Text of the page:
18 Oct History of Yoga
The History of Yoga and Why I’m not a Yogi
I’m a yoga practitioner and a yoga teacher but I am not a yogi. Let me tell you why with a bit of the history of yoga.
First, Sutra Studies
My friend Mayuko and I meet up on Zoom, her from Japan and me from Oregon, every week for an hour to talk about our lives and our reading in the Yoga Sutras. We’ve been at it for a year and a half and we’re going through the Sutras very slowly. Some weeks we feel more inspired than others.
One thing that became clearer and clearer to us as we studied was that although we both practice yoga, neither of us feel like true yogis. We definitely don’t adhere to the practice in all the ways the Sutras describe aspiring yogis should do.
From Ignorance to Disenchantment
In the first few months of our studies, I got increasingly disenchanted. Yoga, once a magical, infinitely inspirational idea to me, turns out to have an entire context that didn’t cater to my 21st Century American idea of wellness. Could it be? Could the world not be made for my pleasure and satisfaction?
Hopefully you’re picking up on my tongue-in-cheek sarcasm here. Of course Yoga wasn’t made specifically for crystal loving girlies like myself to manifest the Instagram following of her dreams. It begs the question…where did Yoga come from?
I can’t answer this question like a scholar, but I can give some interesting historical context.
Where did Yoga come from?
From archeological evidence it appears Yoga had been practiced for thousands of years prior to the Common Era, since before anything about it had been written down. There have been seals found in the Indus Valley, in modern-day northwest India and Pakistan, of people sitting in Yoga asanas, presumably in meditation, that date from circa 3000 to 1900 B.C.E (Edwin Bryant, The Yoga Sutras of Patanjali, p xx).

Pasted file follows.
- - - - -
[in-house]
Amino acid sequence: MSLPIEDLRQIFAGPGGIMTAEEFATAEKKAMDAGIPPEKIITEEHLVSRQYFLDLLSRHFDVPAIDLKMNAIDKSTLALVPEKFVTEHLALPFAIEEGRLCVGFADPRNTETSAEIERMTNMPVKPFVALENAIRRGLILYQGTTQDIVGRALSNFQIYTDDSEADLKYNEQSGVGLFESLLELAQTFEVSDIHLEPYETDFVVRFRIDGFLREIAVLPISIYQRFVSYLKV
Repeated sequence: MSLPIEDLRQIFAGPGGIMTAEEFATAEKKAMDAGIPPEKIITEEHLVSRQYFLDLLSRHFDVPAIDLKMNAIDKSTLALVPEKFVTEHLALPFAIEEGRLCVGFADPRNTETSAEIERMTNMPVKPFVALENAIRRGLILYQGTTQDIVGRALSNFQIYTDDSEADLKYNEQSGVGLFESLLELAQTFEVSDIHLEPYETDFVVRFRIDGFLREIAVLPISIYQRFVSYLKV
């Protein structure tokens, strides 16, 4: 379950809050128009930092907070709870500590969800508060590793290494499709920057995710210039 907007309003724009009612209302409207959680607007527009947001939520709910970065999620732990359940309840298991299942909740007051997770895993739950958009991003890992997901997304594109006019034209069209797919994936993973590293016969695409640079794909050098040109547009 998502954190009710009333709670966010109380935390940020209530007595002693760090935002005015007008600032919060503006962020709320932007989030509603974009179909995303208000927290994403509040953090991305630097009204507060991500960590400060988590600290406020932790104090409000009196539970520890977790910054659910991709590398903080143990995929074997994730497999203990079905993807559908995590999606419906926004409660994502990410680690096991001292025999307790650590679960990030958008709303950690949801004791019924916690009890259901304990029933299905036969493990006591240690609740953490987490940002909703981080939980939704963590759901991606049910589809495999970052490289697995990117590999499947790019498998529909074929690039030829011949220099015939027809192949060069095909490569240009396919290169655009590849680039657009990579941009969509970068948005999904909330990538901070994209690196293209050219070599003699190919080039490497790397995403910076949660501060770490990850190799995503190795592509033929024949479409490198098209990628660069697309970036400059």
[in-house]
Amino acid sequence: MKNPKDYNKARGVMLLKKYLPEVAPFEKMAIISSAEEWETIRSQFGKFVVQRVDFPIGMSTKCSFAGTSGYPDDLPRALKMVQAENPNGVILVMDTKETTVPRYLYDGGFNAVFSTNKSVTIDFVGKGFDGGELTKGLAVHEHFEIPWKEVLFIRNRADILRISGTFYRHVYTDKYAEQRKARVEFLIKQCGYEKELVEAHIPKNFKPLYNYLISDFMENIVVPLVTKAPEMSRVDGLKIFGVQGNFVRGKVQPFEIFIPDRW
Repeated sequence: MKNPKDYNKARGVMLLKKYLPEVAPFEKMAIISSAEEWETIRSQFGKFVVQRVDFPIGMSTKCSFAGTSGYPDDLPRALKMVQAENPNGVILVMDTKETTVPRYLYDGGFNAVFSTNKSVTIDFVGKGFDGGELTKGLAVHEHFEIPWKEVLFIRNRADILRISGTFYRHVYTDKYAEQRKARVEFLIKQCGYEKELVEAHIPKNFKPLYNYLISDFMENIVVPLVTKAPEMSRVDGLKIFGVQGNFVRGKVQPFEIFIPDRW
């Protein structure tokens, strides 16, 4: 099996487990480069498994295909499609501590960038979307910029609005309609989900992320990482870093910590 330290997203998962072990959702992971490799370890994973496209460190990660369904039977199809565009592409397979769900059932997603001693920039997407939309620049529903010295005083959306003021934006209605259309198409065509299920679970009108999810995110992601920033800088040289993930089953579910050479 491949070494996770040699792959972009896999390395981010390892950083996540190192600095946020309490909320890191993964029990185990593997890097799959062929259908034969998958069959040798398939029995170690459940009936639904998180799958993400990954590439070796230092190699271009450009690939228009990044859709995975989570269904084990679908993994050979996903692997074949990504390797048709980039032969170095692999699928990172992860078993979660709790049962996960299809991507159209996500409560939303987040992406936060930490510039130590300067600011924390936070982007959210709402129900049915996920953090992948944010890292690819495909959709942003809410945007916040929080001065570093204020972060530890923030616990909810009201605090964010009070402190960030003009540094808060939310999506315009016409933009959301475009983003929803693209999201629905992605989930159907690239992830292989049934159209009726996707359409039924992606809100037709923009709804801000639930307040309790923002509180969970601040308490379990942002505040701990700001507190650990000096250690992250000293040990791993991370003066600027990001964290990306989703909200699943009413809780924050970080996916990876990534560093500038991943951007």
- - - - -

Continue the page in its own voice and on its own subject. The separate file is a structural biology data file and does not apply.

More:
There are written references to Yoga in the Rg Veda, dated roughly 1500-1000 B.C.E. In the earlier years during this time frame, the dominant religious practices were not Yoga. They were largely based on elaborate ritual and animal sacrifice. Practitioners followed a very specific ritual to sacrifice a specific animal in a specific way to please a specific god who was thought to, if you did it just exactly right, give you a very specific boon. Like a good rice crop, or a baby boy (I imagine, I don’t know anything particular about these practices).
What’s the context?
Most people in this early Vedic period and place were practicing their religion in order to manipulate their physical environment for sense gratification (begging that favor from the gods with devoted sacrifice).
It’s very human, isn’t it? As a species we are exceptionally adept at modifying our environment for our benefit. Think of climate controlled homes and buildings, or modern medicine, or modes of rapid transportation.
Yoga as a radical practice
Yoga, on the other hand, was a radical practice that developed on the fringe of the mainstream as a reaction to the mainstream. The Sutras essentially speak to a goal opposite of sense gratification. They say that no matter how much you get what you want, you’ll still want more. You’ll never be satisfied with material boons and eventually the wise find out there’s just more suffering up next.